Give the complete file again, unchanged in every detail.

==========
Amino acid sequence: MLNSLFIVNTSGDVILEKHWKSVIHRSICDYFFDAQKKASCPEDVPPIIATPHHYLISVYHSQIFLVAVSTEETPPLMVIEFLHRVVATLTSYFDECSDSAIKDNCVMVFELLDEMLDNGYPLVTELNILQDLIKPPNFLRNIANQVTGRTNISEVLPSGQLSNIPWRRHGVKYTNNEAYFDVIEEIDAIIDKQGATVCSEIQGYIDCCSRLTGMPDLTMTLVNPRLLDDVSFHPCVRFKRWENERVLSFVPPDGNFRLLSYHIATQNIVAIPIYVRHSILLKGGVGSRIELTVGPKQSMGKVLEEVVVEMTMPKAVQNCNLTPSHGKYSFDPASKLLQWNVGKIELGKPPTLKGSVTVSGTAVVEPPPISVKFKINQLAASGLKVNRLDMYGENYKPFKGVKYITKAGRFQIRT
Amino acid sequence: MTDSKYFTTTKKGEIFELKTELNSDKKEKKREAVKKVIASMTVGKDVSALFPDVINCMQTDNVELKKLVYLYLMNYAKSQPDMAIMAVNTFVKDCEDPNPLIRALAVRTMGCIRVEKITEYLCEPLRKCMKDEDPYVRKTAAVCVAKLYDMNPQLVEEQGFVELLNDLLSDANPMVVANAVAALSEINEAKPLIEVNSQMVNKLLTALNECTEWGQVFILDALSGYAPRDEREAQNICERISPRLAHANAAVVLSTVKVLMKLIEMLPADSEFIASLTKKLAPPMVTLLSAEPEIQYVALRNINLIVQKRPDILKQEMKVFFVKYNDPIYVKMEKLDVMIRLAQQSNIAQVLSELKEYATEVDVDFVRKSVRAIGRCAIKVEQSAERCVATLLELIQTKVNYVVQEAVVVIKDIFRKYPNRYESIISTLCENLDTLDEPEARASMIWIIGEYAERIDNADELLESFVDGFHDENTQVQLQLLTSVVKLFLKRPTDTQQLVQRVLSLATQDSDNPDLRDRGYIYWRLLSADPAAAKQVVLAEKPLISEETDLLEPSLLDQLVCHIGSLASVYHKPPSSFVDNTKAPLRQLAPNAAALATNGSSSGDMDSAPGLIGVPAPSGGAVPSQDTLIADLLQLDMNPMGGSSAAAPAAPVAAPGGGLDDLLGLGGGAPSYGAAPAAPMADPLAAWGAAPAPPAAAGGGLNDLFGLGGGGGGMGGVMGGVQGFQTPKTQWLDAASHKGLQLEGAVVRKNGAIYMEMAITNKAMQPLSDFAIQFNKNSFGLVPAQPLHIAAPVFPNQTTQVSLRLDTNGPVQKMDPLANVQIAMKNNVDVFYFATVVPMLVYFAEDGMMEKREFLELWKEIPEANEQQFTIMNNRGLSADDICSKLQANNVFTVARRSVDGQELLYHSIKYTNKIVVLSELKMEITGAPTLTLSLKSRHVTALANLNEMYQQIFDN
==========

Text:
Amino acid sequence: MLNSLFIVNTSGDVILEKHWKSVIHRSICDYFFDAQKKASCPEDVPPIIATPHHYLISVYHSQIFLVAVSTEETPPLMVIEFLHRVVATLTSYFDECSDSAIKDNCVMVFELLDEMLDNGYPLVTELNILQDLIKPPNFLRNIANQVTGRTNISEVLPSGQLSNIPWRRHGVKYTNNEAYFDVIEEIDAIIDKQGATVCSEIQGYIDCCSRLTGMPDLTMTLVNPRLLDDVSFHPCVRFKRWENERVLSFVPPDGNFRLLSYHIATQNIVAIPIYVRHSILLKGGVGSRIELTVGPKQSMGKVLEEVVVEMTMPKAVQNCNLTPSHGKYSFDPASKLLQWNVGKIELGKPPTLKGSVTVSGTAVVEPPPISVKFKINQLAASGLKVNRLDMYGENYKPFKGVKYITKAGRFQIRT
Amino acid sequence: MTDSKYFTTTKKGEIFELKTELNSDKKEKKREAVKKVIASMTVGKDVSALFPDVINCMQTDNVELKKLVYLYLMNYAKSQPDMAIMAVNTFVKDCEDPNPLIRALAVRTMGCIRVEKITEYLCEPLRKCMKDEDPYVRKTAAVCVAKLYDMNPQLVEEQGFVELLNDLLSDANPMVVANAVAALSEINEAKPLIEVNSQMVNKLLTALNECTEWGQVFILDALSGYAPRDEREAQNICERISPRLAHANAAVVLSTVKVLMKLIEMLPADSEFIASLTKKLAPPMVTLLSAEPEIQYVALRNINLIVQKRPDILKQEMKVFFVKYNDPIYVKMEKLDVMIRLAQQSNIAQVLSELKEYATEVDVDFVRKSVRAIGRCAIKVEQSAERCVATLLELIQTKVNYVVQEAVVVIKDIFRKYPNRYESIISTLCENLDTLDEPEARASMIWIIGEYAERIDNADELLESFVDGFHDENTQVQLQLLTSVVKLFLKRPTDTQQLVQRVLSLATQDSDNPDLRDRGYIYWRLLSADPAAAKQVVLAEKPLISEETDLLEPSLLDQLVCHIGSLASVYHKPPSSFVDNTKAPLRQLAPNAAALATNGSSSGDMDSAPGLIGVPAPSGGAVPSQDTLIADLLQLDMNPMGGSSAAAPAAPVAAPGGGLDDLLGLGGGAPSYGAAPAAPMADPLAAWGAAPAPPAAAGGGLNDLFGLGGGGGGMGGVMGGVQGFQTPKTQWLDAASHKGLQLEGAVVRKNGAIYMEMAITNKAMQPLSDFAIQFNKNSFGLVPAQPLHIAAPVFPNQTTQVSLRLDTNGPVQKMDPLANVQIAMKNNVDVFYFATVVPMLVYFAEDGMMEKREFLELWKEIPEANEQQFTIMNNRGLSADDICSKLQANNVFTVARRSVDGQELLYHSIKYTNKIVVLSELKMEITGAPTLTLSLKSRHVTALANLNEMYQQIFDN